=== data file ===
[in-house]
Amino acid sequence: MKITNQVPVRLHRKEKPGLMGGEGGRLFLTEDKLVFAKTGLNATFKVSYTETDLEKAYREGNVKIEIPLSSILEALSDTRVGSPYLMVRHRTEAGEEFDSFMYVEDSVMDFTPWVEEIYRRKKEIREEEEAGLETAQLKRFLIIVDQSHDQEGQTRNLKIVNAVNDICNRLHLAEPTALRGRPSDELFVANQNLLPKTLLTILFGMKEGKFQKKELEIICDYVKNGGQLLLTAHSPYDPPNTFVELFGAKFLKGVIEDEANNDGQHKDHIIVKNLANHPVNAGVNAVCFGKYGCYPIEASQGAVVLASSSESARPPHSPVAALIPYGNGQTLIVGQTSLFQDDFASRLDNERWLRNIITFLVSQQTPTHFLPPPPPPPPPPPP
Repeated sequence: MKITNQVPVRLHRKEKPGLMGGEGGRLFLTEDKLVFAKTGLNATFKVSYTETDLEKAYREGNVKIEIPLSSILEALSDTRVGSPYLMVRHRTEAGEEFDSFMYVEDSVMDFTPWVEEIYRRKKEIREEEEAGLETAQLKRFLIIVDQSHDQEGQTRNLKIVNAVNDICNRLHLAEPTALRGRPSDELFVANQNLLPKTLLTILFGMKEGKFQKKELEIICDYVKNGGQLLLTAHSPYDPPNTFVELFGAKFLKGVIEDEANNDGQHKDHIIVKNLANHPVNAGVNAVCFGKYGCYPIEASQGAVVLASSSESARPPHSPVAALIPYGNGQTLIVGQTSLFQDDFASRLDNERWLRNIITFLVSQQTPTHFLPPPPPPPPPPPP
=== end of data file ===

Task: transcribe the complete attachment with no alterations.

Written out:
[in-house]
Amino acid sequence: MKITNQVPVRLHRKEKPGLMGGEGGRLFLTEDKLVFAKTGLNATFKVSYTETDLEKAYREGNVKIEIPLSSILEALSDTRVGSPYLMVRHRTEAGEEFDSFMYVEDSVMDFTPWVEEIYRRKKEIREEEEAGLETAQLKRFLIIVDQSHDQEGQTRNLKIVNAVNDICNRLHLAEPTALRGRPSDELFVANQNLLPKTLLTILFGMKEGKFQKKELEIICDYVKNGGQLLLTAHSPYDPPNTFVELFGAKFLKGVIEDEANNDGQHKDHIIVKNLANHPVNAGVNAVCFGKYGCYPIEASQGAVVLASSSESARPPHSPVAALIPYGNGQTLIVGQTSLFQDDFASRLDNERWLRNIITFLVSQQTPTHFLPPPPPPPPPPPP
Repeated sequence: MKITNQVPVRLHRKEKPGLMGGEGGRLFLTEDKLVFAKTGLNATFKVSYTETDLEKAYREGNVKIEIPLSSILEALSDTRVGSPYLMVRHRTEAGEEFDSFMYVEDSVMDFTPWVEEIYRRKKEIREEEEAGLETAQLKRFLIIVDQSHDQEGQTRNLKIVNAVNDICNRLHLAEPTALRGRPSDELFVANQNLLPKTLLTILFGMKEGKFQKKELEIICDYVKNGGQLLLTAHSPYDPPNTFVELFGAKFLKGVIEDEANNDGQHKDHIIVKNLANHPVNAGVNAVCFGKYGCYPIEASQGAVVLASSSESARPPHSPVAALIPYGNGQTLIVGQTSLFQDDFASRLDNERWLRNIITFLVSQQTPTHFLPPPPPPPPPPPP